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Prominent Railroad Managers of Portland
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There have been but very few important changes among those officials who have had to personally superintend the actual and practical operations of the road during the past twelve or fourteen years. Mr. E. P. Rogers enjoys the distinction of being the ” Pioneer of the road.” Most of those prominently connected with the early organization of the road are dead. Among those may be mentioned J. H. Moores, I. R. Moores, E. N. Cooke, Joel Palmer, J. S. Smith, S. Ellsworth, James Douthitt, J. H. D. Henderson, Greenberry Smith, A. L. Lovejoy, A. F. Hedges, W. S. Newby, J. P. Underwood, Gov. Gibbs, and last, but by no means least, Ben Holladay. To Mr. Rogers belongs the distinction of being the eldest officer now connected with the operating department of the road. He first came to Portland in 1870, and assumed the position of general freight and passenger agent, and the exacting duties of that position he has for the past seventeen years discharged with strict fidelity to the best interests of the corporation, and to the satisfaction of the general management.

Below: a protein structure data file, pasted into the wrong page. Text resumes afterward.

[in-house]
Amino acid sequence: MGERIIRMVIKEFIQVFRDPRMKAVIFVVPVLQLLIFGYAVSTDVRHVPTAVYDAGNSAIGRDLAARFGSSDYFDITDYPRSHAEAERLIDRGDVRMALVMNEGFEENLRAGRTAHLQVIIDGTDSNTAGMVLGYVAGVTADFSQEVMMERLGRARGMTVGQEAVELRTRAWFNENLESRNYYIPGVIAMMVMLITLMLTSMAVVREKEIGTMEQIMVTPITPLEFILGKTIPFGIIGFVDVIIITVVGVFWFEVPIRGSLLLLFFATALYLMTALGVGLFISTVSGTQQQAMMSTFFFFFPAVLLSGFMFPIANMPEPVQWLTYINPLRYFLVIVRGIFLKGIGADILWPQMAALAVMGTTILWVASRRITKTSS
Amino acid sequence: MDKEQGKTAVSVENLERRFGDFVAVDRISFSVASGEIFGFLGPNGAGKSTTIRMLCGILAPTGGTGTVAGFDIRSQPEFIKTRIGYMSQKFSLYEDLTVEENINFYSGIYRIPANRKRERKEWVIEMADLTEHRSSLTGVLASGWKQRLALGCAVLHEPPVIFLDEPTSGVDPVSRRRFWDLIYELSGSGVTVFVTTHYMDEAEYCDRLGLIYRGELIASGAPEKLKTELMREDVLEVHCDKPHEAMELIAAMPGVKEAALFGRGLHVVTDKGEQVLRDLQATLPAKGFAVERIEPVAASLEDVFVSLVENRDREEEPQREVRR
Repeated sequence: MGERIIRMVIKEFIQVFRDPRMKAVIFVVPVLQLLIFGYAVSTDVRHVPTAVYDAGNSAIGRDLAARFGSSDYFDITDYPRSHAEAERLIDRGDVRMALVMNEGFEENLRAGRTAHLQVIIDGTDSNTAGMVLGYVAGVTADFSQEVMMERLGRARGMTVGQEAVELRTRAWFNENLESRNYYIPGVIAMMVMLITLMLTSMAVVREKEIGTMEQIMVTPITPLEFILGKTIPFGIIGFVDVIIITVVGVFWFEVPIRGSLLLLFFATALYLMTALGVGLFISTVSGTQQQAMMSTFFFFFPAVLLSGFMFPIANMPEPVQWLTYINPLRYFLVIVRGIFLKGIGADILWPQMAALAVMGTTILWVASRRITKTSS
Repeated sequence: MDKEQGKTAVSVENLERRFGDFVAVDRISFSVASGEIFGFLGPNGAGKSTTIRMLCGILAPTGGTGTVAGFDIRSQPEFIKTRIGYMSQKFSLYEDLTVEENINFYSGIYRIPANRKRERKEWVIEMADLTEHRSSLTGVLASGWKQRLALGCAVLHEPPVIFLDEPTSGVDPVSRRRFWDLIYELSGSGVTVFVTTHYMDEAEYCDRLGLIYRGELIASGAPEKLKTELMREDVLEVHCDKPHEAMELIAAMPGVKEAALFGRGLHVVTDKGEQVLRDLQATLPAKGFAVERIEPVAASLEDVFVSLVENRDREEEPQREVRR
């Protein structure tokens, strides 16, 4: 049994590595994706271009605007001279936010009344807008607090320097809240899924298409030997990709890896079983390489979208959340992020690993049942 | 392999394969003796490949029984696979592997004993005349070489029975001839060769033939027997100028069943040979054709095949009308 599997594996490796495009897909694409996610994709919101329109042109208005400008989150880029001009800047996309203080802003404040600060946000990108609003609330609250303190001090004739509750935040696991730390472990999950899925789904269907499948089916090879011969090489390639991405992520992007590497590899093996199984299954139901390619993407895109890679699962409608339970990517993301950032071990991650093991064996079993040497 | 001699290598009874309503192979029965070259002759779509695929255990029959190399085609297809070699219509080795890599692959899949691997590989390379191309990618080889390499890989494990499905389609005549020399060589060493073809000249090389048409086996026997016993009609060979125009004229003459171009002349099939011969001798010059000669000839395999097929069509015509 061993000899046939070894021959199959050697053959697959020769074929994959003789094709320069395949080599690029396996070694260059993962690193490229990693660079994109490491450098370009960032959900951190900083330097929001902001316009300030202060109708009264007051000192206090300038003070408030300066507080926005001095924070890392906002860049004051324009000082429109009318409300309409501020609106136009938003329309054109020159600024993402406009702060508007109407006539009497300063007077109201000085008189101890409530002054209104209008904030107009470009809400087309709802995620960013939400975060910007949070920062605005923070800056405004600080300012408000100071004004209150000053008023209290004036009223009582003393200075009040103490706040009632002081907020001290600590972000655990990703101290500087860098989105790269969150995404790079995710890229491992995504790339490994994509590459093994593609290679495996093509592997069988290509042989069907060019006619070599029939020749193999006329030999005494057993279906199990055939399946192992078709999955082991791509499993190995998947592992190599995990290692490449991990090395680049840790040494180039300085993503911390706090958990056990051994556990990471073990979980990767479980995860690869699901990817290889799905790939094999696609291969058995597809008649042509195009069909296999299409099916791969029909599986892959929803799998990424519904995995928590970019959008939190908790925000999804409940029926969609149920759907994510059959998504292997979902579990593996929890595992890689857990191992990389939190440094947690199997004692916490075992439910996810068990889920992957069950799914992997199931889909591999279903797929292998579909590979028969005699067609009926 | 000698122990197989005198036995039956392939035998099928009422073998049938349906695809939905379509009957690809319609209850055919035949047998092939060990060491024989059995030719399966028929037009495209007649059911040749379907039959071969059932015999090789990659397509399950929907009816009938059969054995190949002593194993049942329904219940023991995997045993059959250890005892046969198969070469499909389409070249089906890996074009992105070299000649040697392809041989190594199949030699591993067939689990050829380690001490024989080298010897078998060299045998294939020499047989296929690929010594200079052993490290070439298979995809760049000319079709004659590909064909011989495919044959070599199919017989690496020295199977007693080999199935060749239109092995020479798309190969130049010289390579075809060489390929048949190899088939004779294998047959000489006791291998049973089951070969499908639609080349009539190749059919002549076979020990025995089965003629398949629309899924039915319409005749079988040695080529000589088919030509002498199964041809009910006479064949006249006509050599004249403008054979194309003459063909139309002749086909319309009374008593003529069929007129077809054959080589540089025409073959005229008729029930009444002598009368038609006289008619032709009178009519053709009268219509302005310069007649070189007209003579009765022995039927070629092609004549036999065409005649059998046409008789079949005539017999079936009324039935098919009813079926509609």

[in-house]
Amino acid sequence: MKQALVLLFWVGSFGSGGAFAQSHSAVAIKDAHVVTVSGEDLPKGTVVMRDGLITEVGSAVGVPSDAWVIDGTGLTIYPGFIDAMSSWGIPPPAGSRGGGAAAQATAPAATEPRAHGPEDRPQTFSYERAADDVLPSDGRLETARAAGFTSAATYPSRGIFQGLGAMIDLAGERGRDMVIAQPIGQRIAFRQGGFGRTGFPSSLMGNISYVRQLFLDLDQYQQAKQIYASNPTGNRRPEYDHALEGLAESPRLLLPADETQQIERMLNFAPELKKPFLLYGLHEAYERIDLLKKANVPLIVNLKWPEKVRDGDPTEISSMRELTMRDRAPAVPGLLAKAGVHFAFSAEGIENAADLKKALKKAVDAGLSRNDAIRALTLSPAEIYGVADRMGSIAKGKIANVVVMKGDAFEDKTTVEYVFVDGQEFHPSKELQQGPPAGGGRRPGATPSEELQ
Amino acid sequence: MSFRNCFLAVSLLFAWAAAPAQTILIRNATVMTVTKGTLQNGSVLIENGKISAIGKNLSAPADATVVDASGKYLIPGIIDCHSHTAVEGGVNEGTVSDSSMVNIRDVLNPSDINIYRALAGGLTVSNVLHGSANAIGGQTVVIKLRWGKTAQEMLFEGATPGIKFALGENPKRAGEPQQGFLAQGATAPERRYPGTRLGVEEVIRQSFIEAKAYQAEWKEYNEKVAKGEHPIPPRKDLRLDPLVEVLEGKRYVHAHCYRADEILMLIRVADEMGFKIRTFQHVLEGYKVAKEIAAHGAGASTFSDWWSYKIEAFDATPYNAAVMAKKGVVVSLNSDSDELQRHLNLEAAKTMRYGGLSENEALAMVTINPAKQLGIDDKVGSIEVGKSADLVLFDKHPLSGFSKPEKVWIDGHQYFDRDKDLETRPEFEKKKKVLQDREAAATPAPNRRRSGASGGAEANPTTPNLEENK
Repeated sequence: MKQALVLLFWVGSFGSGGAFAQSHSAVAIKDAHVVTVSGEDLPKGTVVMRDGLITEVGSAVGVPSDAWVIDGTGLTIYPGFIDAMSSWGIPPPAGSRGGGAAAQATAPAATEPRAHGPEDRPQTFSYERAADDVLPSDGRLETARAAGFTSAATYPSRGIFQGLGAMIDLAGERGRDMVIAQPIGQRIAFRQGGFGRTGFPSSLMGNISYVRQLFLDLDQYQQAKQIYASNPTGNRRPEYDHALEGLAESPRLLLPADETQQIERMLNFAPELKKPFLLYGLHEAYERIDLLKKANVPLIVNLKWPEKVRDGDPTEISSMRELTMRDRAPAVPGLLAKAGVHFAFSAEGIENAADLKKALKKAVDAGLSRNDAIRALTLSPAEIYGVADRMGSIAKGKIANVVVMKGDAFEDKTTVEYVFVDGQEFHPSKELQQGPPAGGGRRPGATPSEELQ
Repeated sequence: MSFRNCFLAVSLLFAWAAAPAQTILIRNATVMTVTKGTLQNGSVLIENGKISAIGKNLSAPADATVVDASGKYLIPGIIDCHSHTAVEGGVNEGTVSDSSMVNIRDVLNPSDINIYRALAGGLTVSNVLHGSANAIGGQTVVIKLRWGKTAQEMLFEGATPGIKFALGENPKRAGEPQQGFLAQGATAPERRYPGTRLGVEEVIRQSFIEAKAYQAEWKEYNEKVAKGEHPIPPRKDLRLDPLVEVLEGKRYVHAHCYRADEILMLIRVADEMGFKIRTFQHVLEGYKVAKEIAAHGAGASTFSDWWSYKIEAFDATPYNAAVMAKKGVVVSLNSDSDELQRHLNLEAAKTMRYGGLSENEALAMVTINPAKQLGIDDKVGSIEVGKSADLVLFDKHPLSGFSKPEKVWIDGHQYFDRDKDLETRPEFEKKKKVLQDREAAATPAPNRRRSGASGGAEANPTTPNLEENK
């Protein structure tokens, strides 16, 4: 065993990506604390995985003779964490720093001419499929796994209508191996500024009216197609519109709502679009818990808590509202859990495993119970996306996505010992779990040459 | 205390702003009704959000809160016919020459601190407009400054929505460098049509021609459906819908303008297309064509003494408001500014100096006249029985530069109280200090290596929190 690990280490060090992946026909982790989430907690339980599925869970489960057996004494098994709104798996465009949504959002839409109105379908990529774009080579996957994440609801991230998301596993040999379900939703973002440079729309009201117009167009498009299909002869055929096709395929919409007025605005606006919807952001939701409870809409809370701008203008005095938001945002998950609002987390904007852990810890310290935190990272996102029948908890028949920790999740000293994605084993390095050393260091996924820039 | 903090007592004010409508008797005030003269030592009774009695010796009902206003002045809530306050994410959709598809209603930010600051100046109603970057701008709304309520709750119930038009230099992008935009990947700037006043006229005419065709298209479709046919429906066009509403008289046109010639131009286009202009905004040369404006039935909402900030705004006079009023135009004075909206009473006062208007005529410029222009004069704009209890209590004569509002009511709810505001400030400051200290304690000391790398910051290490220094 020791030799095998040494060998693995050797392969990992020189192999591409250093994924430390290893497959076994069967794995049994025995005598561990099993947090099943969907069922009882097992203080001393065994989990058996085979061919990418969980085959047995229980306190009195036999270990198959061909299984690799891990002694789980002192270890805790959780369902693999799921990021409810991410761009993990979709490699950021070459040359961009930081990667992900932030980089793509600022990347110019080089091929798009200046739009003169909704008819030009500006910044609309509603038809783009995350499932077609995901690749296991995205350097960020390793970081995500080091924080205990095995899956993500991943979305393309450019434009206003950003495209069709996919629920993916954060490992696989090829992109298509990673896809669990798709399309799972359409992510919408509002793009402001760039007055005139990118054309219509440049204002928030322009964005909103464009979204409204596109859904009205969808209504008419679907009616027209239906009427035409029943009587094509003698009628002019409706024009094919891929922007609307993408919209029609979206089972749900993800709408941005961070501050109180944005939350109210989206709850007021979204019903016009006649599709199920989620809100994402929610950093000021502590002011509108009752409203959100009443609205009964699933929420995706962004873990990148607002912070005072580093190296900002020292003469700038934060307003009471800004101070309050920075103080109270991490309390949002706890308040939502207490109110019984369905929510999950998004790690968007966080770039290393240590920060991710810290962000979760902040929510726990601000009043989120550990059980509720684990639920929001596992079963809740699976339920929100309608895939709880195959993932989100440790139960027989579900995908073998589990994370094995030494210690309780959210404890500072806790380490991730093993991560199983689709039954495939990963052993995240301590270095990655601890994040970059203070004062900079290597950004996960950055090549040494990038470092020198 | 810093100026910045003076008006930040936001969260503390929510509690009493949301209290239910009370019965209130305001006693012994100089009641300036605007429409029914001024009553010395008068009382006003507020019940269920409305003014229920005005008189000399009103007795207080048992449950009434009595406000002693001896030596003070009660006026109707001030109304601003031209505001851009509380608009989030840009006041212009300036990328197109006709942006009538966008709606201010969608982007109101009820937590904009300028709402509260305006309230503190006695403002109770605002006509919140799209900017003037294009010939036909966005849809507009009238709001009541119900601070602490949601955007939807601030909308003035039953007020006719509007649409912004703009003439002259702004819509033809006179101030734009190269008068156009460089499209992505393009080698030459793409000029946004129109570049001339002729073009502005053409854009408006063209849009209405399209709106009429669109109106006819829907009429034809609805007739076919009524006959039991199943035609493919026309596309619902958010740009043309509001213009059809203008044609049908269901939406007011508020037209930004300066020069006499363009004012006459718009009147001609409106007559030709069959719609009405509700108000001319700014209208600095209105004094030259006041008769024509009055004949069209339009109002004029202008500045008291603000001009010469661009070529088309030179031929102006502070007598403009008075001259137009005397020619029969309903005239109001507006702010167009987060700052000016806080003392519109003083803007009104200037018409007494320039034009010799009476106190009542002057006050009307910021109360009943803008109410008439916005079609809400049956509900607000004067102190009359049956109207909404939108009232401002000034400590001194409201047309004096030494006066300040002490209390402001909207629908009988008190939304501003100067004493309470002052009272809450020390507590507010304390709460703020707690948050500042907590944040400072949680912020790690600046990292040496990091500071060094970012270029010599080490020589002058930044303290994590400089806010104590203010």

Mr. John Brandt is also an old and efficient officer of the company. Mr. Brandt came to Portland in 1873, and in July of that year assumed the position of general superintendent of the road. This position he has filled proficiently for the past fourteen years. The fact that Mr. Brandt has been retained as superintendent through all the changing fortunes of the road, and under the different managements, is the highest evidence of his competency and thorough experience in the practical operations of a railroad.
One year later Mr. R. Koehler came to Oregon. . As before stated, he came first as resident financial agent of the German bondholders. He entered upon the active duties of the position July 25, 1874. Since that date Mr. Koehler has been an active and prominent factor in the management of the company’s affairs-as financial agent, vice president and manager, and as general receiver. His long retention by the owners of the road, and the implicit trust reposed in his ability and integrity are the best endorsements that could be offered.